C. Myiebeckie was born in Warsaw, Poland in 1887. In 1915, he was serving in the British Mercantile Marine and his home was at the Liverpool Seamen’s home.
On 14th April 1915, he engaged as a fireman in the Engineering Department on board the
Lusitania, at a monthly rate of pay of £6-10s-0d, (£6.50p.) and was advanced £1-0s-0d., of this at the time. He had previously served on the Leyland Lines vessel the S.S.
Armenian - presumably in the same capacity. He reported for duty on board at 8 a.m. three days later, before the liner left the River Mersey for the last time, bound for New York.
Having docked in New York on 24th April 1915, after an uneventful voyage, the
Lusitania left there on the early afternoon of 1st May, to return to Liverpool. Then, six days later, on the afternoon of 7th May, she was torpedoed and sunk by the German submarine
U-20, within sight of the coast of southern Ireland and only about 250 miles away from the safety of her home port.
Fireman Myiebeckie lost his life as a result of this action and as his body was not recovered from the sea and identified afterwards, his name is embossed on the Mercantile Marine Memorial to the Missing of the Great War, at Tower Hill, in London. He was aged 28 years.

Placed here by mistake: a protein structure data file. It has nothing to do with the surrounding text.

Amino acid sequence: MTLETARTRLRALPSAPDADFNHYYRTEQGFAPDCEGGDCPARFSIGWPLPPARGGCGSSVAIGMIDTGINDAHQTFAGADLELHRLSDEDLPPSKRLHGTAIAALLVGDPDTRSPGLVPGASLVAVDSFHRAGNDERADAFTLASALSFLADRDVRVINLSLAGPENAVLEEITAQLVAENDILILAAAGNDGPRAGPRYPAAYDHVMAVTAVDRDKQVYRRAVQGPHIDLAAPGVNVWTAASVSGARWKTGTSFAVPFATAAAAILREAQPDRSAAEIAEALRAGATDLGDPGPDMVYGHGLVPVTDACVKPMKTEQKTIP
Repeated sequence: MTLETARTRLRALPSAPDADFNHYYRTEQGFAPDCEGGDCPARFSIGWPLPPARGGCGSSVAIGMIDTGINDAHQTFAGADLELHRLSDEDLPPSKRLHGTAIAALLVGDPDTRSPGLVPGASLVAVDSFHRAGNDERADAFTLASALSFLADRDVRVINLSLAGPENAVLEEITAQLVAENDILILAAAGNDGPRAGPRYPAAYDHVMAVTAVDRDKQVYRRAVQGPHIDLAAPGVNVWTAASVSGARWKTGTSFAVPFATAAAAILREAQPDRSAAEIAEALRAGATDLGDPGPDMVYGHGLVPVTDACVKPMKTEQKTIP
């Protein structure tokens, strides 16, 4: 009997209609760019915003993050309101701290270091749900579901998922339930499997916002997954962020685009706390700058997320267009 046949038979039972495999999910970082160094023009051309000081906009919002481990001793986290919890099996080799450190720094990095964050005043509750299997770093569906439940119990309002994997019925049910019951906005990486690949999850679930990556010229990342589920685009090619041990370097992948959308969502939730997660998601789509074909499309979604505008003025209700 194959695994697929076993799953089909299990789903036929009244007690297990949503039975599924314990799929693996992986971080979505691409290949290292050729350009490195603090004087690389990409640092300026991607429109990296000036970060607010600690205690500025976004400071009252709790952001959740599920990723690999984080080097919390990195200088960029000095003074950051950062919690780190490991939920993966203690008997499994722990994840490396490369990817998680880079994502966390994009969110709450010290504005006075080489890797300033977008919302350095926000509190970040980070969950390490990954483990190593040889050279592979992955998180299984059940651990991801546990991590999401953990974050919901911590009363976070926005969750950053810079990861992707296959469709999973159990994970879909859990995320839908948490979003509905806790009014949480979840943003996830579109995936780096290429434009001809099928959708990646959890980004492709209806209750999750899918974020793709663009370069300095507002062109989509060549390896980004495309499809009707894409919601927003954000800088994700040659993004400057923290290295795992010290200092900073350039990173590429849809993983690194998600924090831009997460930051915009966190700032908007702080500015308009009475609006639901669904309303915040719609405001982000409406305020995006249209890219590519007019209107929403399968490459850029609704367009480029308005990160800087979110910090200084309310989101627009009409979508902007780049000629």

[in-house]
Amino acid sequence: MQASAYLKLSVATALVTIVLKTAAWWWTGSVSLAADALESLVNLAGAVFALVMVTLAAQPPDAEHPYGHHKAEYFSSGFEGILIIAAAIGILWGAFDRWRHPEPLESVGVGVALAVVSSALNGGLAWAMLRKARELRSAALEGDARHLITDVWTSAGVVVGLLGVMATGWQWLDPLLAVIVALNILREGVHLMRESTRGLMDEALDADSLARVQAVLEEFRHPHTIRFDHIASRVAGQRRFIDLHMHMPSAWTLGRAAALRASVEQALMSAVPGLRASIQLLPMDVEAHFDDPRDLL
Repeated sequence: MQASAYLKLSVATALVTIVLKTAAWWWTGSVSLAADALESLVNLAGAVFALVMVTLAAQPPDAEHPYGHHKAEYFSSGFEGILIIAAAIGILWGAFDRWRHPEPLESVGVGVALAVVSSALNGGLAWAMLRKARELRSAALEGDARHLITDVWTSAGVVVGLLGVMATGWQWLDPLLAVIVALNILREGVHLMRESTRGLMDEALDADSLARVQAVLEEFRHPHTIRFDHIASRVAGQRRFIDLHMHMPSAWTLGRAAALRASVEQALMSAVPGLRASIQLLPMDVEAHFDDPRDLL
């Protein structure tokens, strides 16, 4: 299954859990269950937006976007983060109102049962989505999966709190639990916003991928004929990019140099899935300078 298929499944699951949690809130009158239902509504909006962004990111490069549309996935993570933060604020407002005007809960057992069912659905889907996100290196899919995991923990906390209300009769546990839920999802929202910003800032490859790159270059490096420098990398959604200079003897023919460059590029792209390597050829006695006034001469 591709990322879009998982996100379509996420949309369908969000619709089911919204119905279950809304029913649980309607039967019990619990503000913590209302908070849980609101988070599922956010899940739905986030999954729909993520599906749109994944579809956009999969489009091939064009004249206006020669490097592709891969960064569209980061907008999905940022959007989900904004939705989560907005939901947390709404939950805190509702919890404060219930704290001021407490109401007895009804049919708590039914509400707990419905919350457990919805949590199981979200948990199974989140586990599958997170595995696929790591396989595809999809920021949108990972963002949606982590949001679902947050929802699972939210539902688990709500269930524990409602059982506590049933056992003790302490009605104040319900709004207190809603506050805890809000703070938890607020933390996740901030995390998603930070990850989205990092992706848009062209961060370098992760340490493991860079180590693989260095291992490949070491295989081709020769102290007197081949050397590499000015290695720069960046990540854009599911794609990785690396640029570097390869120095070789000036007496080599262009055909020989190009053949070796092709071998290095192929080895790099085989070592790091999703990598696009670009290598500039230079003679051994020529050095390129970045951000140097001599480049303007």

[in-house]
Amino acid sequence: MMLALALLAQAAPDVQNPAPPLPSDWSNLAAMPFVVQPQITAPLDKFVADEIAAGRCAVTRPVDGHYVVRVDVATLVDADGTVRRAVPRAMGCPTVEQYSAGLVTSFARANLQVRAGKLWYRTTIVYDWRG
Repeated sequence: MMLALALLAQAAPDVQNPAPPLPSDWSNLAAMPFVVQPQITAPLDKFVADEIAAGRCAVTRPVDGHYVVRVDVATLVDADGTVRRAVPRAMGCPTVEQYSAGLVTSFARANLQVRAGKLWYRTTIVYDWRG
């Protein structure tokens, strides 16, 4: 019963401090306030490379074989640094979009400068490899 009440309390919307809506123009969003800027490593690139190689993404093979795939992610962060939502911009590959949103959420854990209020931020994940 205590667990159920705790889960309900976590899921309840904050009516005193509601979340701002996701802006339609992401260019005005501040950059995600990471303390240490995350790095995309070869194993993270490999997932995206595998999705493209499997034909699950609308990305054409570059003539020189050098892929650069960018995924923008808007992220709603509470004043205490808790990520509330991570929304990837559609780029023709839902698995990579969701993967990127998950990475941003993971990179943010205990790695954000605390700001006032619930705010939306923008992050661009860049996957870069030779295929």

A list of the crew published by Cunard in March 1916 does not contain the name C. Myiebeckie, but does show a casualty named
C. Mylaska, who was serving as a fireman when the ship was sunk. However, the
Particulars of Engagement ledger for the Lusitania’s last voyage, held at The Public Record Office at Richmond, Surrey, shows the signature of a
C. Myiebeckie but does not show any name approximating to Mylaska. Similarly, the records of The Commonwealth War Graves Commission only show a dead fireman named Myiebeckie so it is certain that Myiebeckie and Mylaska are one and the same person and the Cunard version is erroneous.
Fireman Myiebeckie’s previous ship the Armenian did not survive him very long, as on 28th June 1915, she was captured by the German submarine
U-24 in the Atlantic Ocean with a cargo of mules, and then torpedoed and sunk!
British Ships Sunk By U-Boats, Commonwealth War Graves Commission, Cunard Records, PRO BT 100/345.